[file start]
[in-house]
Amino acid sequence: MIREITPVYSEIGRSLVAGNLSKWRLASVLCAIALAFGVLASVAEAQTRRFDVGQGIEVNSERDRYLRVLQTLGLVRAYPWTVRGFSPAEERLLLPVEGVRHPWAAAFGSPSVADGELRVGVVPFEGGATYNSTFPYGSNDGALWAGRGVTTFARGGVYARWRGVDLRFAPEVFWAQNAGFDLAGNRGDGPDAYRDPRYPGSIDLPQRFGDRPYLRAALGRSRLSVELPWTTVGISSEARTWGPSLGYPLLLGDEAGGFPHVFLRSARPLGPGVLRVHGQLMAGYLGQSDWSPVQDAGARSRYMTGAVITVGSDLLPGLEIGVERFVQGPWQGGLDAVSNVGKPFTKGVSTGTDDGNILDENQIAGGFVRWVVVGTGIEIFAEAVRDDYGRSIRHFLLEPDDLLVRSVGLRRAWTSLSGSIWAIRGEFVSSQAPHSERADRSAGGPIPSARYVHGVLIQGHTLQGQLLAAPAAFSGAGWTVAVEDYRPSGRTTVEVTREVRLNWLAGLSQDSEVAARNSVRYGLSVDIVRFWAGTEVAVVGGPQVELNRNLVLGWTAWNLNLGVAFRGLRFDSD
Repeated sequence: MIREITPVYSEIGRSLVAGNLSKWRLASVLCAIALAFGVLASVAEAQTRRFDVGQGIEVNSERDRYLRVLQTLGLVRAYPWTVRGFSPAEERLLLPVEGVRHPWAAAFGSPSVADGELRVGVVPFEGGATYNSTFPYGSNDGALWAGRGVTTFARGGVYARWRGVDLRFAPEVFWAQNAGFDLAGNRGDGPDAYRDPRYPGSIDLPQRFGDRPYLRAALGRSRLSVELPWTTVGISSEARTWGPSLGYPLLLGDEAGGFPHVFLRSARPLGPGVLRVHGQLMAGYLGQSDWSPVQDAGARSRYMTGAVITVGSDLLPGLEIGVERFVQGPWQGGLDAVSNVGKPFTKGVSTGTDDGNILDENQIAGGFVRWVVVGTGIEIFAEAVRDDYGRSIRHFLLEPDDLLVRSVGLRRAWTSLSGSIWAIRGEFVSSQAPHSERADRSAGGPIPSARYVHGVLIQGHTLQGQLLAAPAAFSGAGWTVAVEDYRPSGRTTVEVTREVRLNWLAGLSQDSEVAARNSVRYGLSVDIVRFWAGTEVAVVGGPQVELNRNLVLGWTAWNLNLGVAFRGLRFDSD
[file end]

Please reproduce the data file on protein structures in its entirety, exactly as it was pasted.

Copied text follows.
[in-house]
Amino acid sequence: MIREITPVYSEIGRSLVAGNLSKWRLASVLCAIALAFGVLASVAEAQTRRFDVGQGIEVNSERDRYLRVLQTLGLVRAYPWTVRGFSPAEERLLLPVEGVRHPWAAAFGSPSVADGELRVGVVPFEGGATYNSTFPYGSNDGALWAGRGVTTFARGGVYARWRGVDLRFAPEVFWAQNAGFDLAGNRGDGPDAYRDPRYPGSIDLPQRFGDRPYLRAALGRSRLSVELPWTTVGISSEARTWGPSLGYPLLLGDEAGGFPHVFLRSARPLGPGVLRVHGQLMAGYLGQSDWSPVQDAGARSRYMTGAVITVGSDLLPGLEIGVERFVQGPWQGGLDAVSNVGKPFTKGVSTGTDDGNILDENQIAGGFVRWVVVGTGIEIFAEAVRDDYGRSIRHFLLEPDDLLVRSVGLRRAWTSLSGSIWAIRGEFVSSQAPHSERADRSAGGPIPSARYVHGVLIQGHTLQGQLLAAPAAFSGAGWTVAVEDYRPSGRTTVEVTREVRLNWLAGLSQDSEVAARNSVRYGLSVDIVRFWAGTEVAVVGGPQVELNRNLVLGWTAWNLNLGVAFRGLRFDSD
Repeated sequence: MIREITPVYSEIGRSLVAGNLSKWRLASVLCAIALAFGVLASVAEAQTRRFDVGQGIEVNSERDRYLRVLQTLGLVRAYPWTVRGFSPAEERLLLPVEGVRHPWAAAFGSPSVADGELRVGVVPFEGGATYNSTFPYGSNDGALWAGRGVTTFARGGVYARWRGVDLRFAPEVFWAQNAGFDLAGNRGDGPDAYRDPRYPGSIDLPQRFGDRPYLRAALGRSRLSVELPWTTVGISSEARTWGPSLGYPLLLGDEAGGFPHVFLRSARPLGPGVLRVHGQLMAGYLGQSDWSPVQDAGARSRYMTGAVITVGSDLLPGLEIGVERFVQGPWQGGLDAVSNVGKPFTKGVSTGTDDGNILDENQIAGGFVRWVVVGTGIEIFAEAVRDDYGRSIRHFLLEPDDLLVRSVGLRRAWTSLSGSIWAIRGEFVSSQAPHSERADRSAGGPIPSARYVHGVLIQGHTLQGQLLAAPAAFSGAGWTVAVEDYRPSGRTTVEVTREVRLNWLAGLSQDSEVAARNSVRYGLSVDIVRFWAGTEVAVVGGPQVELNRNLVLGWTAWNLNLGVAFRGLRFDSD